Monthly Archives: September 2016

Solar PV Installation – 1 year on


We’ve now had our solar panels for 1 year, so it would seem time for an update on how things are going. Our 4kW SSE-facing system has an expected annual generation of 3,668 kWh. However after a year in service I’m pleased to see that we’ve generated 4,056 kWh – 10% more than expected.

The financial returns on a solar PV system are a combination of 2 things: (i) payments from your chosen electricity company for energy generated and exported to the grid and (ii) savings from not having to buy so much power as you use that which you’ve generated instead.

When it comes to payments from the electricity company, my electricity company (like many) chooses not to go to the expense of installing an export meter and instead assumes that half of the power which I generate is exported to the grid. The total annual revenue for the first 12 months of operation, including both generation and export (assumed to be 50% of generation) is £629.62.

Then there’s the question of how much electricity I save. I’ve only had monitoring of usage since March (approximately 6 months) but in that time I’ve used 41% of the generated electricity to replace bought electricity. 41% of 4,056 kWh is 1,663 kWh. What is less clear, is what the unit saving for this energy is. Some of this is daytime usage like standby loads, the fridge, cooker and other daytime loads at 11.7 p/kWh; but some would otherwise be night time loads like dishwasher, washing machine, or car charging at 7.57 p/kWh. I don’t measure the split so I’m simply going to assume an average unit rate = (11.7 + 7.57)/2 p/kWh = 9.6 p/kWh. 1,663 kWh @ 9.6 p/kWh = £159.65.

Finally, there’s the question of how much gas I save by making hot water from solar PV electricity rather than gas. Since March I’ve used 813 kWh or 27% of the generated power for water heating, so for a whole year 27% of 4,056 kWh is 1,095 kWh. The immerSUN itself records 995 kWh used for water heating since December. I’m also going to assume that not all the heat from the gas boiler would have ended up in the tank as hot water since some is lost via the boiler flue to the outside world, and some is lost via the pipes to the inside of the house – so let’s say 80% efficient on gas. 1,095 kWh @ 3.01 p/kWh @ 80% efficient = £41.20.

The combined total of my revenue and savings for a whole year would have been £830.46 – a 13.6% return on the investment or payback in 7.3 years.

The tariff scheme will have provided me with about 20 years of income by the time it closes, so the investment in the panels, as well as helping me reduce my carbon footprint, will have generated 12+ years of profit having paid for itself during the 8th year.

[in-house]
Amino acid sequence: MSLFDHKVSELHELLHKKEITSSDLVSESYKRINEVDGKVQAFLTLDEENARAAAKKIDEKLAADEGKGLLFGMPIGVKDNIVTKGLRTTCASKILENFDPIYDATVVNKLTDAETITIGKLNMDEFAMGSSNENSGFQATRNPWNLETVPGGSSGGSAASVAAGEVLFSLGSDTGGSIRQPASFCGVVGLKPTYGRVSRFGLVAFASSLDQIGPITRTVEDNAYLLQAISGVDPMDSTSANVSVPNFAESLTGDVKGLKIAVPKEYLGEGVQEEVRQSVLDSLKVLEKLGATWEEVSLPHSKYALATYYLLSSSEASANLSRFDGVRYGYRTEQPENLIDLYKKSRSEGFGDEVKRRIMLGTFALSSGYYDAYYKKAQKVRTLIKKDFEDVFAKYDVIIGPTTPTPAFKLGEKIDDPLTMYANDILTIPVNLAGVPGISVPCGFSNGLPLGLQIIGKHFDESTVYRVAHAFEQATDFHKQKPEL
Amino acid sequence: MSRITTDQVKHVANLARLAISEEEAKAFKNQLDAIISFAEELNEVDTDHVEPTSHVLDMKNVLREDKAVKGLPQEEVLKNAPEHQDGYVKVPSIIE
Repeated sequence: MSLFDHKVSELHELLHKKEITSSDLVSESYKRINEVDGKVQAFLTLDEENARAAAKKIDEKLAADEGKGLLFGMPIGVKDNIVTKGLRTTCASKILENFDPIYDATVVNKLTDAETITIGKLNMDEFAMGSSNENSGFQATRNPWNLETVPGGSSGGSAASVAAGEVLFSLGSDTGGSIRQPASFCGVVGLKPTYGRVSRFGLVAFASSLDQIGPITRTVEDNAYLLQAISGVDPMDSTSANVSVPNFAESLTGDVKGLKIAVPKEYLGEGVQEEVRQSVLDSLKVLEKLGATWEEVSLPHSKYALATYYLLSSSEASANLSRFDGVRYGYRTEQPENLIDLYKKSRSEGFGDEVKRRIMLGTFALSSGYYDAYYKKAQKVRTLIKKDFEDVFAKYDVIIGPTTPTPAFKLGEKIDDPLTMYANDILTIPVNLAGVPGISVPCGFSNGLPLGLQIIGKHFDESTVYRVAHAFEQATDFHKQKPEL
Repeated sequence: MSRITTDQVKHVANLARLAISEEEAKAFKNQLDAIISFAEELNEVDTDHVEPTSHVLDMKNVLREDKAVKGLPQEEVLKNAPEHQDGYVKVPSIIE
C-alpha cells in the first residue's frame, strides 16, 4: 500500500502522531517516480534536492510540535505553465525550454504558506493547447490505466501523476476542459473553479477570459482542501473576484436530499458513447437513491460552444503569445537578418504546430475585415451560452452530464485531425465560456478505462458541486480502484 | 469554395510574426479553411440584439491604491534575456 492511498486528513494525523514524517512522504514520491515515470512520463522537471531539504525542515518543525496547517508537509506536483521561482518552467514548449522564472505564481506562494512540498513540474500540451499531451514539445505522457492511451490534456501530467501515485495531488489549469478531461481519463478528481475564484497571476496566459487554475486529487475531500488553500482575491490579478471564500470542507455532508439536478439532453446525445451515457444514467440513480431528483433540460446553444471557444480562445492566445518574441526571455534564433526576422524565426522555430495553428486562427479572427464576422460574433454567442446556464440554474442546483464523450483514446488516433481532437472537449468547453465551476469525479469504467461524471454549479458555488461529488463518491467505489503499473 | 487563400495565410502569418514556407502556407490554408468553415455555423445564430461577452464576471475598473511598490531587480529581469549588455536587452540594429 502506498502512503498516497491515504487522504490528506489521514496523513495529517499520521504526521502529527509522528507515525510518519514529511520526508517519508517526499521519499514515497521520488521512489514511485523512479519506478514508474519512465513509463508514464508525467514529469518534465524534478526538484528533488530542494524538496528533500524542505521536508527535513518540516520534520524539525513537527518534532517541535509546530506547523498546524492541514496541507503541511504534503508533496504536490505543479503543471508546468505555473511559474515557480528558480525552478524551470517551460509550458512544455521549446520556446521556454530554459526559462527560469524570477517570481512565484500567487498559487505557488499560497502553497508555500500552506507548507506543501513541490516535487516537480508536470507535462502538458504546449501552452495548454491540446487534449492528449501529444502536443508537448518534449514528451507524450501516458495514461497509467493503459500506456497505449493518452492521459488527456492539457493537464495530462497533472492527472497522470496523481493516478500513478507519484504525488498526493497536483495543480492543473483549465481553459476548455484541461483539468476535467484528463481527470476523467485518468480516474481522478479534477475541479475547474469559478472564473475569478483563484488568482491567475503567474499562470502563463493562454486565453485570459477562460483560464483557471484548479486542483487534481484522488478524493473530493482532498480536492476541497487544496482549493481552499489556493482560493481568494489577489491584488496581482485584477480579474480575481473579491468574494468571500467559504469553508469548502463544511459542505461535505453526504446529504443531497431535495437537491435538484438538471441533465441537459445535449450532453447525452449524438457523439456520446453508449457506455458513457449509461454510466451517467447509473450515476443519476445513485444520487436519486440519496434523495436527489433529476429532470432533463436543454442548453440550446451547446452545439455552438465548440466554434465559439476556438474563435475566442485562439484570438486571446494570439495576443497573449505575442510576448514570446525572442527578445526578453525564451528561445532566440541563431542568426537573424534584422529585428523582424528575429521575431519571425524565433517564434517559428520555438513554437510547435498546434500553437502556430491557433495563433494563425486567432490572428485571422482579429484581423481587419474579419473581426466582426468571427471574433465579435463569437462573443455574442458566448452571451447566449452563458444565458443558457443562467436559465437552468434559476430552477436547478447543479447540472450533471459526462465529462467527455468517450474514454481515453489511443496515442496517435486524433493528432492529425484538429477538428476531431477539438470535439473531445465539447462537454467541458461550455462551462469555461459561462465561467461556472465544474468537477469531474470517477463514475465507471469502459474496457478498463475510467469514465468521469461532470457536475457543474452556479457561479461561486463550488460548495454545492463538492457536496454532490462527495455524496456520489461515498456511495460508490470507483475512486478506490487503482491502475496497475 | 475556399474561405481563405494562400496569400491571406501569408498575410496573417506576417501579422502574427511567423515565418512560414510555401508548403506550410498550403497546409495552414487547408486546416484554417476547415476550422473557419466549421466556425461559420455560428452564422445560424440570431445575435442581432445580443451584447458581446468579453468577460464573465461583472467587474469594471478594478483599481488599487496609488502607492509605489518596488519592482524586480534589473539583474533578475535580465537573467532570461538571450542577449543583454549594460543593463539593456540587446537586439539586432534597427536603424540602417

Charging ahead

Today I read a number of comments elsewhere from those who didn’t think it was possible to run an electric vehicle in the UK with a ‘significant’ degree of solar charging. I’m not sure how they come to that conclusion when some of us are doing it.

Now clearly the vehicle needs to be home, sometimes, and there’s a limit to how much can be generated; but it certainly works for me. I average around 20 miles per day, which is about 6 kWh of electricity; but my average daily generation is 11 kWh. That’s clearly seasonal, so I doubt that I can solar charge through the depths of winter – November to January I don’t generate 6 kWh on average let alone have 6 kWh available for EV charging.

It needs a certain mindset. I think most EV users try to get a full charge when they charge but many go for several days between charges. With solar charging I try to ensure that I have enough charge on board for the day ahead (potentially charging a little overnight to achieve this when necessary), but on a sunny day with the car at home I can get a full charge during the day. I only try to get a full charge by the start of a day on imported electricity when I know I’m going on a relatively lengthy trip, otherwise I deliberately don’t aim for a full charge to leave space for solar input if available. Whenever the car is at home it’s plugged in ready for when the sun shines. Typically I’ll leave the weekend with the vehicle almost fully charged (1 full day of sunshine can get a full charge), that will drift a bit during the week, possibly benefitting from a day at home during the week if I have meetings in London, then by the weekend it’s almost empty.

Top-ups during the week (at least during the summer) are often before I leave for work in the overlap where I have some solar (but not enough to run the charger) but am also in the Economy 7 window.

Overall I think that I have a good claim that most of the electricity for charging comes from my own solar during the course of a year.